The crimes were committed in six different places and their surroundings. _

Events at Toulon-sur-Arroux

On 25th June, 1944, two columns left Dijon for Toulon-sur-Arroux.  One was composed of the officer cadets and the other of one company of Ost Battalion 654. The latter arrived at Châlon-sur-Saône at 10 a.m. and was joined by three more companies of the same Battalion. The column then headed towards Toulon-sur-Arroux and, when approaching it, deployed in the fields. In a hamlet, Prayes, they shot at farmers who were hay- making. One was wounded and several others were seized and executed on the spot. When the wounded man moved, he was killed by five Germans.  He was later identified as one Swedrowski.

The column then surrounded another small locality, St. Eugene, north-east of Toulon-sur-Arroux. They seized two inhabitants, ill-treated them and shot them without investigation or trial. After this the place was looted.

Events at Dun-les-Places

The column regrouped and arrived at Autun at 11 a.m. There they found the first column, with officer-cadets. At this juncture, a third column,.

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that of the Russian Cossacks, 5 Kuban Regiment, arrived from Dôle, via Châlon-sur-Saône. Together with the other two columns, as well as with elements of the Feldgendarmeries, Gestapo and S.D., they all moved the next day, 26th June, towards. Dun-les-Places. According to some witnesses the Cossacks column, before arriving at Dun, met detachments of the French resistance movement and shots were exchanged, which did not extend beyond mere skirmishes. According to other witnesses, however, no such encounter took place. When the above combined force arrived at Dun-les-Places, Feldgendarmes and S.D. men arrested a large number of the male population. The arrestees were all taken at their homes, and were locked in the local church. Some were interrogated and all were physically ill-treated. At this point fires were heard in the village and a confusion arose. The Germans contended that shots were fired at them from the church steeple by resistance men. According to other witnesses, the incident was entirely invented by the Germans themselves in order to justify hard measures against the population. At any rate, after this the inhabitants detained in the church were massacred. They were lined up in front of the church and shot by Bren-guns. The massacre was carried out under Kruger’s direct orders and supervision. In the early morning, an officer cadet was seen killing off some of those who had survived. Two of the victims, however, who had also survived, had time to flee before the morning, and were later to give full account of the event. Twenty-one inhabitants in all fell as victims on this occasion.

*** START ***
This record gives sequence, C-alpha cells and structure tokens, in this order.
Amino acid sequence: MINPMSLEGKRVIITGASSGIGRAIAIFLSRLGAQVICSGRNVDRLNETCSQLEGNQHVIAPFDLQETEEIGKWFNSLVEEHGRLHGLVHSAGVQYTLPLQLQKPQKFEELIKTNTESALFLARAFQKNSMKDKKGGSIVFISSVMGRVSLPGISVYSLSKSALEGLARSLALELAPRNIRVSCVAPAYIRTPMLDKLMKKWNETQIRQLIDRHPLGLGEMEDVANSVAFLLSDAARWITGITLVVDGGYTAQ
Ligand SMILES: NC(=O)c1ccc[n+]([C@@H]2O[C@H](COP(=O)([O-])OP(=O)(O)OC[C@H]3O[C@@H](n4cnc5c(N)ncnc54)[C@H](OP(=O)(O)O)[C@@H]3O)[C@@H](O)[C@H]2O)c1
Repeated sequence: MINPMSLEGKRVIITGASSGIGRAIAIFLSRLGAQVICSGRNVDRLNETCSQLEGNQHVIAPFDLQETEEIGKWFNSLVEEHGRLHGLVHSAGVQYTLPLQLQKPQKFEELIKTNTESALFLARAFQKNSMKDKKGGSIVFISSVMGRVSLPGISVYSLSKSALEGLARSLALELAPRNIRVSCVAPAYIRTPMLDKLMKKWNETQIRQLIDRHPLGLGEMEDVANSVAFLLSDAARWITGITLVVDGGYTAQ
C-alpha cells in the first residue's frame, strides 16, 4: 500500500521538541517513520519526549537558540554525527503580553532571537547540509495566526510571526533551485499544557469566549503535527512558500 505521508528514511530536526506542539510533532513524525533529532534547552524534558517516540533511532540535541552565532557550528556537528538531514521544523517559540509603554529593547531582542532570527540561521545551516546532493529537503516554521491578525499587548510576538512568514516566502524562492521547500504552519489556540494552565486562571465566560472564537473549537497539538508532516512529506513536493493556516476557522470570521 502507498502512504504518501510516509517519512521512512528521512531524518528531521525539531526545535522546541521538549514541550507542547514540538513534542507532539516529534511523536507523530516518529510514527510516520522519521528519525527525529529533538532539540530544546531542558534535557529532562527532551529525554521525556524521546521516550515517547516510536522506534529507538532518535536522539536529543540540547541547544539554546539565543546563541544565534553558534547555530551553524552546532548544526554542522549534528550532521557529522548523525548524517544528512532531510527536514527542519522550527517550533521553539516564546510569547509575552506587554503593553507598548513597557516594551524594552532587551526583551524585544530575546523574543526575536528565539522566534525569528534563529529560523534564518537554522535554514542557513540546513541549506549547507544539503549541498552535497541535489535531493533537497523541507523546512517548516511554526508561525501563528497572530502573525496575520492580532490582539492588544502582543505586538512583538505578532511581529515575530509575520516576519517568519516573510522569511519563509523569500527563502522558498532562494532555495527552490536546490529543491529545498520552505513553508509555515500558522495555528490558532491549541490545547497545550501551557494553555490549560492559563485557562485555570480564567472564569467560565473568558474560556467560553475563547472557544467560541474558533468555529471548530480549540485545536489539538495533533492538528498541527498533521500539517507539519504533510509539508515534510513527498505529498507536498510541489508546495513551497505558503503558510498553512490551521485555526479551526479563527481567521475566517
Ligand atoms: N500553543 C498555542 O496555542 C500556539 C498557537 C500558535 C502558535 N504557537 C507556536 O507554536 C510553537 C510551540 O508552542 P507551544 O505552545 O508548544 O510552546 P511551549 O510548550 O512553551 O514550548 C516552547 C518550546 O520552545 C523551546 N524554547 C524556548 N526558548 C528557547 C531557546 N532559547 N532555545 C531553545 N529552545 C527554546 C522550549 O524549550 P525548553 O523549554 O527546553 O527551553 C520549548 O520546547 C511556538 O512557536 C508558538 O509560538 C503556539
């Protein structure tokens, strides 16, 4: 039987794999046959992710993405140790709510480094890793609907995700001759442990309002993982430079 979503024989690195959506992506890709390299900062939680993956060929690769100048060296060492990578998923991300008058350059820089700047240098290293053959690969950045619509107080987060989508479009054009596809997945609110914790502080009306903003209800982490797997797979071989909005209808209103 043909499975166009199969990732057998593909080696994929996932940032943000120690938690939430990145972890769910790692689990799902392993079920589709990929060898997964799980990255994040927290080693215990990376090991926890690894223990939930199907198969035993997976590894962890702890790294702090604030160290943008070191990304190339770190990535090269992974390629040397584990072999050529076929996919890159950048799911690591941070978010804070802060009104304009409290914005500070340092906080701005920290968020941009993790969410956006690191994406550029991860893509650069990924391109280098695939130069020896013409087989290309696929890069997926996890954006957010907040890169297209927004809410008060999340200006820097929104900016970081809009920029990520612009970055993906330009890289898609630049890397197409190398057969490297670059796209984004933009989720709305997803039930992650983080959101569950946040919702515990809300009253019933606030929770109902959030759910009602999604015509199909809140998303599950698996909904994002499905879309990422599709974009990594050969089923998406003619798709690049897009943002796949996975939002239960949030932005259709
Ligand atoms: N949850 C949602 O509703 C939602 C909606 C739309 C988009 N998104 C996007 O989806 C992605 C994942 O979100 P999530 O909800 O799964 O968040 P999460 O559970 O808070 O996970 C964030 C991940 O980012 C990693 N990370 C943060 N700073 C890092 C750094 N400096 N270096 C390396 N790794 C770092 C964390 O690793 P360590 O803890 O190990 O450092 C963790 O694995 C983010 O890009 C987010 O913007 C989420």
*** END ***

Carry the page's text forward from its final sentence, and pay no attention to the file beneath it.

On 27th June, the place was thoroughly pillaged and twelve houses were set on fire and burnt to the ground. On 28th June, at 1 p.m., the Germans left the locality.

Events at Vermot

The third or Cossacks column, under the Command of Hefeke, had left on the 26th June, at about 5 p.m. It went to Vermot, a hamlet 2 kms. north of Dun. When leaving, it took with it six hostages from Dun-les-Places.  According to the evidence of the Prosecution, while approaching Vermot, the column met a group of resistance men hidden in the nearby woods.  A battle took place which lasted one hour. After the battle the column entered Vermot, and as revenge for the battle, severely ill-treated many inhabitants and pillaged their property. One of the victims, named Petit, had his jaw fractured by a rifle butt, and his grandson had his right arm broken. Petit died of the ill-treatment. In addition, the six hostages were executed. They were all identified. Eleven houses were set on fire and property of the inhabitants was looted. The column left Vermot on 28th June.

Events at Vieux Dun

According to the accused Major, on 26th June, in the evening, while at Dun-les-Places, he received orders from Hildebrand to proceed with a detachment to Vieux-Dun, another small locality in the area, and search all the woods on the way. He arrived at Vieux-Dun on 27th June, at 8 or 9 a.m. According to a German witness no members of the resistance movement were met or found and no incidents took place. The head of.

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the SD., Kruger, also came to Vieux-Dun, and in spite of these quiet conditions, had one house set on fire. The village was also pillaged.

Events at Arleuf

Several weeks later, a similar expedition was made on the orders of Vier, Feldkommandant at Nevers and was carried out by Major. His assignment was to make a general search in the area of Nevers for hidden arms, to execute those found with arms, and to destroy houses from which shots would be fired. Major alleged that the expedition took place as a result of shots which were fired at German soldiers eight or ten days before. On 10th August the detachment arrived at Arleuf and soon several crimes were to be committed. According to a German witness the events took place in the following manner :